Faye Longchamp doesn’t believe in ghosts. But she’s an archaeologist—dead people are her life.
While working in Rosebower, a rural New York town founded by Spiritualists, Faye is surrounded by people who talk to the dead on a regular basis. When the most influential Spiritualist in town, Tilda Armistead, invites Faye and her project assistant to commune with the dead, she can’t say no. Curiosity is also a cherished part of an archaeologist’s life.
An hour after her crystal ball shows Faye things no rational mind can explain, Tilda is dead. The evidence says that someone trapped Tilda in a small room, nailing its one door shut before setting Tilda’s Victorian home afire. There is no possible way for Tilda to have escaped the blaze, let alone drive for miles before finding Faye and dying in her arms. Yet Tilda did. How? And why?
In this bizarre community—one not far from Seneca Falls where women’s rights activists once convened—it is sacrilegious not to believe in spooks. Plus spiritual tourism is a main Rosebower income stream. And here is Faye, surrounded by people who had reason to kill Tilda. Tilda’s estranged daughter may be the heir to the Armistead fortune. The daughter’s husband is a stage magician with a long history of making things vanish—and he’s sinfully sexy. A rich developer would like to turn Rosebower into a Disneyland complete with real ghosts, a project which Tilda fought with her considerable political clout. And then there is the town’s famed root doctor whose mysterious herbal potions are consumed by Rosebower and customers far and wide, plus the museum owner who hired Faye’s company to assess his questionable collection.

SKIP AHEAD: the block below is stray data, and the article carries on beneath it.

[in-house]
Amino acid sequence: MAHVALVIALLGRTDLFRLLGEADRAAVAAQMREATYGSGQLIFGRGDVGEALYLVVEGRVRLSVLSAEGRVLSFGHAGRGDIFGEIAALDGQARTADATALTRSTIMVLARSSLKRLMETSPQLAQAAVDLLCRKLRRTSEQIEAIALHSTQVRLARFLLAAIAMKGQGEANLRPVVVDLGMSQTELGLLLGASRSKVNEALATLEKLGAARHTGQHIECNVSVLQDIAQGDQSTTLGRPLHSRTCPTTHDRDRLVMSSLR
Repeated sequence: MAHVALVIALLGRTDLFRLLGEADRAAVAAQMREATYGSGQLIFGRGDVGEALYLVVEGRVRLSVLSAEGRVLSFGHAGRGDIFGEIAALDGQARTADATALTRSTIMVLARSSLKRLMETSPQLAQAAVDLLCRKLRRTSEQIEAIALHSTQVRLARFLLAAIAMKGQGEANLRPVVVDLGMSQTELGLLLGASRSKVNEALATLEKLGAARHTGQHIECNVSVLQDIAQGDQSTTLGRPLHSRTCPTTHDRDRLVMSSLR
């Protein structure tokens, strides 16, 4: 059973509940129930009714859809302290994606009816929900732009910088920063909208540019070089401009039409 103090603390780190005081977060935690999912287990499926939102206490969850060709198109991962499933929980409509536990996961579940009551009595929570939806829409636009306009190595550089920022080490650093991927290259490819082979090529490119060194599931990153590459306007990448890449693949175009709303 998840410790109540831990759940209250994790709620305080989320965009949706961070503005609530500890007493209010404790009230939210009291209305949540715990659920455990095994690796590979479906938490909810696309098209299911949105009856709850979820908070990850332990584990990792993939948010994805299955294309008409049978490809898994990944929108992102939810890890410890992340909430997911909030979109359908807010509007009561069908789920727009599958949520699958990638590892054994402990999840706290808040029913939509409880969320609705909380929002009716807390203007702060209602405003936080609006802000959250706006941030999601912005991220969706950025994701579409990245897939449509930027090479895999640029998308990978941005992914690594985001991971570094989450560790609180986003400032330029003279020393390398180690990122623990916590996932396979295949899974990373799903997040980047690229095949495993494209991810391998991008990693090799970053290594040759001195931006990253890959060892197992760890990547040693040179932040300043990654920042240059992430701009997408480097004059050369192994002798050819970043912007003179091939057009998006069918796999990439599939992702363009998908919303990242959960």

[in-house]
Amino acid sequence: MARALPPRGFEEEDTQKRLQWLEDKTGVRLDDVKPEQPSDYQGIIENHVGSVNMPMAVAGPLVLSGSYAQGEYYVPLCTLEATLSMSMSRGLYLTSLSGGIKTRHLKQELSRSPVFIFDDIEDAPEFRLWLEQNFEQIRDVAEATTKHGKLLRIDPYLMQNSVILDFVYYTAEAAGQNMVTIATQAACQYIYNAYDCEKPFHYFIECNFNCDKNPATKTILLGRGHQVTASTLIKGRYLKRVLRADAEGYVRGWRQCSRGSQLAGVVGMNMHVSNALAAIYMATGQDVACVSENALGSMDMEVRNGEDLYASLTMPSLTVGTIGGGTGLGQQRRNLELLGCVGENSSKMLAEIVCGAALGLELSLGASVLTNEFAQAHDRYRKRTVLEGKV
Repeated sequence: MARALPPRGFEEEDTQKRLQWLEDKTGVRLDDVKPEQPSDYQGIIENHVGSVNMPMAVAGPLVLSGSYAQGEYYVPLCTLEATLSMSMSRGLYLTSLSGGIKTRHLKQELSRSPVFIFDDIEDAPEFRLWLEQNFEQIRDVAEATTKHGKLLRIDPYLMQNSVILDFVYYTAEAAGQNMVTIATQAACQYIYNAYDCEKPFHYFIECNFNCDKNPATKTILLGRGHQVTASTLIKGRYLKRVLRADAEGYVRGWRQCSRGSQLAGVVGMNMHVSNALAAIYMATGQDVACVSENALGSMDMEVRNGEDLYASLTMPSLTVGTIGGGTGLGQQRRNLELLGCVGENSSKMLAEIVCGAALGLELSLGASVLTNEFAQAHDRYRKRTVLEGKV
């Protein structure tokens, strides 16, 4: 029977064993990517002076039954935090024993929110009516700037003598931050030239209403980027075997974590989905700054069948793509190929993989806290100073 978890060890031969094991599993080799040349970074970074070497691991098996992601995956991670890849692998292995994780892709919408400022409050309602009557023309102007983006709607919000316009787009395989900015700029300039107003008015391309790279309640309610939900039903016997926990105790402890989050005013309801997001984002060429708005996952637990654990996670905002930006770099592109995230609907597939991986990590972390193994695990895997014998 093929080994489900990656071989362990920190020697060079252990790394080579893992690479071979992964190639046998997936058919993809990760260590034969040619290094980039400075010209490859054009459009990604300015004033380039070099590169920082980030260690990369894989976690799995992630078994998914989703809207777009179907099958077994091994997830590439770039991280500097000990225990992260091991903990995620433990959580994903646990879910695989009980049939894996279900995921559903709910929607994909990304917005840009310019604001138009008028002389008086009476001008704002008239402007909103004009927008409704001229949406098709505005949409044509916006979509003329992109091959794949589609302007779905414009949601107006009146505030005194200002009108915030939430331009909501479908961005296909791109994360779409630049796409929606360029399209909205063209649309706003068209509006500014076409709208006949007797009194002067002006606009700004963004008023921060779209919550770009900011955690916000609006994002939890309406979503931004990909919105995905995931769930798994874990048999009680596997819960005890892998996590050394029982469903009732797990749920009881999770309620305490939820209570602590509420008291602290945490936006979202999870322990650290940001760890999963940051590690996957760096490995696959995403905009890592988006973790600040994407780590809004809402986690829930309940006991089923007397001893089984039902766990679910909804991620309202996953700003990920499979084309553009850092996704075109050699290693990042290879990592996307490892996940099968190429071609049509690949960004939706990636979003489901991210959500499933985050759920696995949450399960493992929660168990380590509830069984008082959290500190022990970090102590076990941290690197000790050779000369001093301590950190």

Anywhere but Rosebower, these people would be dismissed as crazy. As Faye watches the psychics and charlatans jockey for power, and sends an SOS to her shrewd husband Joe, Tilda’s sister, Myrna, is slowly dying. Will Rosebower reveal its secrets, and the Armisteads their history, to Faye before more goes up in flames?